Dairy bull 0.65 LU

0-12 month cattle 0.34 LU

12-24 month cattle 0.65 LU

COMPARABLE FARM PROFIT CALCULATION

Litres produced………………………… Dairy area (ha)………………………….

Livestock units/ha…………………….. Litres/ha…………………………………

Total (£) p/litre

Income

Milk …………. …………..

Stock sales less purchases …………. …………..

Other dairy income …………. …………..

Inventory change …………. …………..

Total income …………. …………..

Expenses …………. …………..

Purchased feed …………. …………..

Labour (paid plus unpaid) …………. …………..

Vet/med …………. …………..

Breeding/AI/milk recording …………. …………..

Fertiliser and lime …………. …………..

Seeds and sprays …………. …………..

Straw, silage additives, plastic …………. …………..

Parlour sundries …………. …………..

Power and machinery …………. …………..

Depreciation and leasing …………. …………..

Sundry overheads …………. ………….

Maintenance on land and buildings …………. …………..

Total expenses …………. …………..

COMPARABLE FARM PROFIT …………. …………..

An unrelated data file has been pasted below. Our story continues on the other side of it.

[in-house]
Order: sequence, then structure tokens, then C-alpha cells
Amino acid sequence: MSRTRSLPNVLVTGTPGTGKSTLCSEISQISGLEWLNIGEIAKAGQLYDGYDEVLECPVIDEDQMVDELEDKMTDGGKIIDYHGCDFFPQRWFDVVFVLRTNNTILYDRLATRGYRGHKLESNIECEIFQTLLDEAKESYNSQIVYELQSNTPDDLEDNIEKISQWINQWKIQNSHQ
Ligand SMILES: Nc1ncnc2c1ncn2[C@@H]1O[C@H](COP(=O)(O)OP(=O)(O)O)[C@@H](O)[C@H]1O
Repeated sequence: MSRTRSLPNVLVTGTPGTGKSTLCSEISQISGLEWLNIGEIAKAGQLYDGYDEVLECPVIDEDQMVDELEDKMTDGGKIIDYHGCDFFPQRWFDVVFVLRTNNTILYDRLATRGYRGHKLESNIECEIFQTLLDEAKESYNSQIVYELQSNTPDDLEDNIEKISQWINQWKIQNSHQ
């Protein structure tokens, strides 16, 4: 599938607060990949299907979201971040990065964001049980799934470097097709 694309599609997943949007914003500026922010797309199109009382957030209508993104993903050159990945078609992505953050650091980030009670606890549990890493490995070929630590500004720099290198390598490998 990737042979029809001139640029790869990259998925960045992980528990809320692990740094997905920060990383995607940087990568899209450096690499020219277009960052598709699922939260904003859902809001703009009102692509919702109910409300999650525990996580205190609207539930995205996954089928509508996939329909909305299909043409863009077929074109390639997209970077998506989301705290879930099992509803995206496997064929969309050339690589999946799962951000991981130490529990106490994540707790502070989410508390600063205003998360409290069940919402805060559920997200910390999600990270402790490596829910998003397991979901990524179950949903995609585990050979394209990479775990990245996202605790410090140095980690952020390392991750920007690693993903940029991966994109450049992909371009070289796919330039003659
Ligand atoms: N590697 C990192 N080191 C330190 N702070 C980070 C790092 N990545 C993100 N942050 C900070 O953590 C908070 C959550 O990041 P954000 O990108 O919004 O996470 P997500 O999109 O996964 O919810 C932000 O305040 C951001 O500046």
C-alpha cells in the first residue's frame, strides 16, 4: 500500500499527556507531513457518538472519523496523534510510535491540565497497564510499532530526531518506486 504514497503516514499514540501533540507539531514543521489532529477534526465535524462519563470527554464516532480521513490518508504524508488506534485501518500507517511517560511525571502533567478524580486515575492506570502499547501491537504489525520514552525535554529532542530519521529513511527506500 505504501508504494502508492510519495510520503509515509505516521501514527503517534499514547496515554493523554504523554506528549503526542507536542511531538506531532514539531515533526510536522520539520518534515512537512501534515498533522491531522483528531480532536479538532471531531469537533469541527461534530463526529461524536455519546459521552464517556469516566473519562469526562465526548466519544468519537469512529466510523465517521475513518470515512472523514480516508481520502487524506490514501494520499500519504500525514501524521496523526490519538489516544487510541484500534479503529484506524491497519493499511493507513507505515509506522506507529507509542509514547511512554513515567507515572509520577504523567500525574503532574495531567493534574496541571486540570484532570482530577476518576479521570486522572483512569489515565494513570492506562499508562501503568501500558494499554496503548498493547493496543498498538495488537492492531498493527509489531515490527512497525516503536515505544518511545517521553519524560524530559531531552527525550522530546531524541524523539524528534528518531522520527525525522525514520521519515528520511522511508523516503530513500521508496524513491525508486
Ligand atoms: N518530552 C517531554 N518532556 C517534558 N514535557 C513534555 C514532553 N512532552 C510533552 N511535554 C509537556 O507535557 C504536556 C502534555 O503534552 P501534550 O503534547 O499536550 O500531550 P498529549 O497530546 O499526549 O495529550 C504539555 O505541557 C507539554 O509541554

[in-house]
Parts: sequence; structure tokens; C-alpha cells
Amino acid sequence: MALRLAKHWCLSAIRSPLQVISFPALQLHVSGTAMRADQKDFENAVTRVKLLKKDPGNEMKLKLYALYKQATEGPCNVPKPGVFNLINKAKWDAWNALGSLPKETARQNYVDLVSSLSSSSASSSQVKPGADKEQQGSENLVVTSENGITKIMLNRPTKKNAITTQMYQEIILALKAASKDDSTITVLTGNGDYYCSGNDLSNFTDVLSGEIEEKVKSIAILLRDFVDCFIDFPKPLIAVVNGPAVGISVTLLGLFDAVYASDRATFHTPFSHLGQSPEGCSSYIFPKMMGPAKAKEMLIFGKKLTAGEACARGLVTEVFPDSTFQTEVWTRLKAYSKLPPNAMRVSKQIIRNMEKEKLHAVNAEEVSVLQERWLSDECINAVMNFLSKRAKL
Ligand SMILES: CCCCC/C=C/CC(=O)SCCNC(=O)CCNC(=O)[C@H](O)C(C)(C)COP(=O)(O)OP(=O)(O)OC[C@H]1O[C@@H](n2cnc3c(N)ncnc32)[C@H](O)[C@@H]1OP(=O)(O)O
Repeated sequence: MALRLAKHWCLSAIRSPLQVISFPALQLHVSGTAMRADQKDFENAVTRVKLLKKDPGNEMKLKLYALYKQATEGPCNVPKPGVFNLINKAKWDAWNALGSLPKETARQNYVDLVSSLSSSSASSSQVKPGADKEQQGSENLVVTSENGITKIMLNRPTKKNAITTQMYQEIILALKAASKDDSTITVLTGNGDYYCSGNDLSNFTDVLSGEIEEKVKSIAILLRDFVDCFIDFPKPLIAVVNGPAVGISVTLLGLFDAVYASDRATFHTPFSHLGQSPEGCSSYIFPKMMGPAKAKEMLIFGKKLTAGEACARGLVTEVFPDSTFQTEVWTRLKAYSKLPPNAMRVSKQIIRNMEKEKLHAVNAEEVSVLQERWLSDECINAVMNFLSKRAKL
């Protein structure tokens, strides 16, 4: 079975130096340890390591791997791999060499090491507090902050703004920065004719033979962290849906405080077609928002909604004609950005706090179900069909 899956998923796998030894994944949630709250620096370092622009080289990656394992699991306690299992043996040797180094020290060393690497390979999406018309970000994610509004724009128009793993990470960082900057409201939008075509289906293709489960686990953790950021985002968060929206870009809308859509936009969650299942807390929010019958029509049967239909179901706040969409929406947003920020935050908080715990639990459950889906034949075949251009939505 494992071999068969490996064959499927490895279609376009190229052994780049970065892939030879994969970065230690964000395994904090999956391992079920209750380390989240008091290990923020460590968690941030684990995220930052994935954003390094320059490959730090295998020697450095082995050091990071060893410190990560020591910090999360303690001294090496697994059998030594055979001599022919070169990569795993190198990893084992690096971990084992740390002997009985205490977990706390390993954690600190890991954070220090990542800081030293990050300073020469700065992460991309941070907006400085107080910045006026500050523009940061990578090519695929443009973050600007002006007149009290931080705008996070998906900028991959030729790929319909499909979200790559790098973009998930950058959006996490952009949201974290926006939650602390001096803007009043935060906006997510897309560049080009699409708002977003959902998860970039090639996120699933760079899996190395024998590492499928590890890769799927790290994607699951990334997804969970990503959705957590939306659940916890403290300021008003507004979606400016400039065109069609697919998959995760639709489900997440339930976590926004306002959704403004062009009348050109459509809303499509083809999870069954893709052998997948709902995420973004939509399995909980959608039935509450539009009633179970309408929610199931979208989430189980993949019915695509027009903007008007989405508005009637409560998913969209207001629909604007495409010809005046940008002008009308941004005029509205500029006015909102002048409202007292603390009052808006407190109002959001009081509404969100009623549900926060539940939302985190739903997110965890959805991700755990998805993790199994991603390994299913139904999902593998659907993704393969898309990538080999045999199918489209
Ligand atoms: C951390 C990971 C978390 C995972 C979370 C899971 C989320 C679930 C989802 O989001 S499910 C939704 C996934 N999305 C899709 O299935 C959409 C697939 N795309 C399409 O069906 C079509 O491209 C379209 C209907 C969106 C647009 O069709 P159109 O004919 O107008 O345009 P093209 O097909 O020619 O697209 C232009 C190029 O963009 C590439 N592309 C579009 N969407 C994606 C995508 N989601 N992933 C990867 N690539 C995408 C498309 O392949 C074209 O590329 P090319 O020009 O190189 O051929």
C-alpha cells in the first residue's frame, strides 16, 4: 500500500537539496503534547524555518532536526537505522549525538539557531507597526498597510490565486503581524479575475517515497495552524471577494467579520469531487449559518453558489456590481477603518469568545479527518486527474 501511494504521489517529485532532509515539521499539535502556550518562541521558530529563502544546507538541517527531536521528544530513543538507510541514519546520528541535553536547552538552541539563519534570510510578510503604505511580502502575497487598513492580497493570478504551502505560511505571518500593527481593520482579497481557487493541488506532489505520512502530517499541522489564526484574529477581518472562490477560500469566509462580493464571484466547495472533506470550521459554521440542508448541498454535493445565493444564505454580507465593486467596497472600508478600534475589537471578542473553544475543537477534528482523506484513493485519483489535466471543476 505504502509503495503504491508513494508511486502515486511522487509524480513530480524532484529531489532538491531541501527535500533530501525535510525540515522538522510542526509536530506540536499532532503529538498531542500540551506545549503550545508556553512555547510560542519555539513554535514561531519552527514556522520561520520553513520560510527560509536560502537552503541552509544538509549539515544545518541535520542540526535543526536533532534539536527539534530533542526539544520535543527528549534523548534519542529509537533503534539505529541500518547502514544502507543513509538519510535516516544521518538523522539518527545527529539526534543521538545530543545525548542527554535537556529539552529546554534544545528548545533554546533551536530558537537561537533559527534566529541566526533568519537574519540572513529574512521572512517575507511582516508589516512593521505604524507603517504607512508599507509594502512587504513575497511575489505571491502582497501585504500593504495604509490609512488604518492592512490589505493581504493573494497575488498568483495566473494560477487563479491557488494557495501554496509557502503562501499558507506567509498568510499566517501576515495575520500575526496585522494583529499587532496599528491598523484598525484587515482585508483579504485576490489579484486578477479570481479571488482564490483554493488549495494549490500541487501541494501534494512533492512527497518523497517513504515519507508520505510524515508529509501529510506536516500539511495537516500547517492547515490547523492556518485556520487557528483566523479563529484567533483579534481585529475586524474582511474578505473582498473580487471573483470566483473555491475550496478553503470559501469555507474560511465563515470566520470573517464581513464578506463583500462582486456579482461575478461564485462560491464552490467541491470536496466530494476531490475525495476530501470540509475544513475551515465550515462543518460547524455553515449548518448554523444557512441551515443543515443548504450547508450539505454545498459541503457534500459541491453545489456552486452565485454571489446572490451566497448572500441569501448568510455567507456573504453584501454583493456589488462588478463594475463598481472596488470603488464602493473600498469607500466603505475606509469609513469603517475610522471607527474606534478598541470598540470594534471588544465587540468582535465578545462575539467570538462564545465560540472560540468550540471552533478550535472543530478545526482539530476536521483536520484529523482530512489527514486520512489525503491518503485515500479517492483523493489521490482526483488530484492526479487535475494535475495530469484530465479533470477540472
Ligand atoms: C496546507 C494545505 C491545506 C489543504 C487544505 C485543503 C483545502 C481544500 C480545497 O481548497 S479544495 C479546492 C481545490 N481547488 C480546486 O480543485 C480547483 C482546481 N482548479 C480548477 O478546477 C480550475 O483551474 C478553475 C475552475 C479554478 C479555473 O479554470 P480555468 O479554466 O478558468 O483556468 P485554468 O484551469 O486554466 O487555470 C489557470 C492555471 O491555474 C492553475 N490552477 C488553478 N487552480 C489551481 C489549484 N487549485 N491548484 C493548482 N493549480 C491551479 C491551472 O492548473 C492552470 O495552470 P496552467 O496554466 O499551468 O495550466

COMPARABLE FARM PROFIT WORKSHOPS

Want to know more about how you could improve profitability using comparable farm profit? The British Grassland Society is running a series of dairy workshops helping to identify ways of boosting returns on-farm. These will focus on providing practical information, a forum for discussion and time for working through issues on your own farm.

Attending a workshop costs £85 including computer software, a course manual, lunch, tea and coffee.

I would like to attend a workshop (please tick as appropriate)

q Carmarthen – Mar 1 q Carmarthen – Mar 2 q Taunton – Mar 3

q Winchester – Mar 4 q Stafford – Mar 8 q Penrith – Mar 9

q Stranraer – Mar 11 q Darlington – Mar 12

Please reserve me ……. places at my chosen venue. I enclose a cheque for ……. (£85 a delegate) made payable to the British Grassland Society.

Name…………………………………………………………………………………………

Address………………………………………………………………………………………

…………………………………………………………………………………………………

Telephone……………………………………………………………………………………

Fax…………………………………………………………………………………………….

No of cows………………………………. Size of farm (acres)………………….

Return this form and your remittance to British Grassland Society, No 1 Earley Gate, University of Reading, Reading, Berks RG6 6AT.